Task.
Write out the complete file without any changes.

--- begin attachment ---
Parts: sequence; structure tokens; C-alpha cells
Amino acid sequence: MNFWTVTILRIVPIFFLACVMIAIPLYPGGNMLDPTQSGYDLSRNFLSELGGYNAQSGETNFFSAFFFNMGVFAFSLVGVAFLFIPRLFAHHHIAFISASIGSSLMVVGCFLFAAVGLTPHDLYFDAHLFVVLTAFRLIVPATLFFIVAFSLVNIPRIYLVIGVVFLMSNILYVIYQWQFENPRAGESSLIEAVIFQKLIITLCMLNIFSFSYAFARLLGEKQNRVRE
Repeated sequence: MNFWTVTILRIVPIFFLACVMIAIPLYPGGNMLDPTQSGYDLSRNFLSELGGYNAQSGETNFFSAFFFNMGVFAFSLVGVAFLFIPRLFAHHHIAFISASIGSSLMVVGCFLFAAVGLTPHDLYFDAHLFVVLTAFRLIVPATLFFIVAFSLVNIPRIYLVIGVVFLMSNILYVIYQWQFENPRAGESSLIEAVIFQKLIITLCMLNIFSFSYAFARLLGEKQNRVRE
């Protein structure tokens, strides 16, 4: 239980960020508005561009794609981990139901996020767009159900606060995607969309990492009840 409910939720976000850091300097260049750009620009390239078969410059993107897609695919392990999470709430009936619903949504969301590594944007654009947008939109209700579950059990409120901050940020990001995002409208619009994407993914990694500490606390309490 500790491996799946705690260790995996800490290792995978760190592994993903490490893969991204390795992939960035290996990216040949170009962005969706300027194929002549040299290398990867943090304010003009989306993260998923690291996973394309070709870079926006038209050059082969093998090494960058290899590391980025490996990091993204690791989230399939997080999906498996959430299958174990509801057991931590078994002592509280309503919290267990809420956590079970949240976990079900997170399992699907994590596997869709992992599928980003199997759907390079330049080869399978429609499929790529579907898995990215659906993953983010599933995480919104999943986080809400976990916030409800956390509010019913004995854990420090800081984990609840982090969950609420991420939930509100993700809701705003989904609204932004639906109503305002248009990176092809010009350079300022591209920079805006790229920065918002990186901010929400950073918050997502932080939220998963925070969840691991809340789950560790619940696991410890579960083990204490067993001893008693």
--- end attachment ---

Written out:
Parts: sequence; structure tokens; C-alpha cells
Amino acid sequence: MNFWTVTILRIVPIFFLACVMIAIPLYPGGNMLDPTQSGYDLSRNFLSELGGYNAQSGETNFFSAFFFNMGVFAFSLVGVAFLFIPRLFAHHHIAFISASIGSSLMVVGCFLFAAVGLTPHDLYFDAHLFVVLTAFRLIVPATLFFIVAFSLVNIPRIYLVIGVVFLMSNILYVIYQWQFENPRAGESSLIEAVIFQKLIITLCMLNIFSFSYAFARLLGEKQNRVRE
Repeated sequence: MNFWTVTILRIVPIFFLACVMIAIPLYPGGNMLDPTQSGYDLSRNFLSELGGYNAQSGETNFFSAFFFNMGVFAFSLVGVAFLFIPRLFAHHHIAFISASIGSSLMVVGCFLFAAVGLTPHDLYFDAHLFVVLTAFRLIVPATLFFIVAFSLVNIPRIYLVIGVVFLMSNILYVIYQWQFENPRAGESSLIEAVIFQKLIITLCMLNIFSFSYAFARLLGEKQNRVRE
């Protein structure tokens, strides 16, 4: 239980960020508005561009794609981990139901996020767009159900606060995607969309990492009840 409910939720976000850091300097260049750009620009390239078969410059993107897609695919392990999470709430009936619903949504969301590594944007654009947008939109209700579950059990409120901050940020990001995002409208619009994407993914990694500490606390309490 500790491996799946705690260790995996800490290792995978760190592994993903490490893969991204390795992939960035290996990216040949170009962005969706300027194929002549040299290398990867943090304010003009989306993260998923690291996973394309070709870079926006038209050059082969093998090494960058290899590391980025490996990091993204690791989230399939997080999906498996959430299958174990509801057991931590078994002592509280309503919290267990809420956590079970949240976990079900997170399992699907994590596997869709992992599928980003199997759907390079330049080869399978429609499929790529579907898995990215659906993953983010599933995480919104999943986080809400976990916030409800956390509010019913004995854990420090800081984990609840982090969950609420991420939930509100993700809701705003989904609204932004639906109503305002248009990176092809010009350079300022591209920079805006790229920065918002990186901010929400950073918050997502932080939220998963925070969840691991809340789950560790619940696991410890579960083990204490067993001893008693």